Wednesday, August 24, 2016
The U.S. Department of Veterans Affairs has taken a step, albeit a small one, in the right direction. They've admitted they have a problem, specifically with wait times for military veterans.
Veterans seeking benefits and those who have received benefits both encounter wait times, and in some states, wait times that are astronomically long and potentially hazardous to a veteran's health. Part of the VA's reboot includes transparent data on those wait times.
Mississippi's VA is not perfect, but it's improving, data show. A year ago, it took almost 100 more days for a veteran to find out if his compensation claim would go through than it does today. About 40,000 veterans are enrolled in benefits in the state of Mississippi, even though close to 220,000 veterans live here, Darryl Brady, Jackson's regional benefit office director for Veterans Administration, said.
For primary health care and mental-health care, wait times have gone down, too. It takes a day for the Sonny Montgomery Medical Center to get a veteran mental-health care.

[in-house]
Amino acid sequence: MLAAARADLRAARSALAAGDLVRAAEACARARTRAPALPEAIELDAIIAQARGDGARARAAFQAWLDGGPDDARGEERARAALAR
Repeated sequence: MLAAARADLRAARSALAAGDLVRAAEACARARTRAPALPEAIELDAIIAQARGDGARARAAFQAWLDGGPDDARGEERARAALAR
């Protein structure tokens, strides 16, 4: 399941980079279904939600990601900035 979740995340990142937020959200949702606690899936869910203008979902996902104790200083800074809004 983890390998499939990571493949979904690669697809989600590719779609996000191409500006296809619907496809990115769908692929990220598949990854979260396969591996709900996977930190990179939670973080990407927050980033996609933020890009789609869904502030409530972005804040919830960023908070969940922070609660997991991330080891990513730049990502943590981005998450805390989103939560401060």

This is progress, but not perfection. The problem lies in the high suicide numbers of veterans—especially those who don't have access to VA benefits or care. In 2014, an average of 20 veterans committed suicide every day, a 2016 VA report tragically shows.
About 18 percent of Mississippi veterans have benefits through the VA. Of course, this doesn't mean that 92 percent of veterans in the state don't have any health care, but that large number means that men and women who risked their lives for our country are potentially suffering. They are losing out on access to critical mental-health care and other care that they deserve, in order to not only make their quality of lives better but to improve the wellness of communities around the state.
It is high time that the state starts listening to its veterans, and not just listening but reaching out to help them. Funding is not the issue, and the VA has indicated a willingness to change, so we call on them to do so.
Change means listening to veterans' needs and concerns. Change means letting the new myVA board listen to veterans' stories and listening to what they need.
We call upon the state's VA offices to continue to seek out and listen to veterans' concerns and offer the services they have no doubt earned in their service to our country.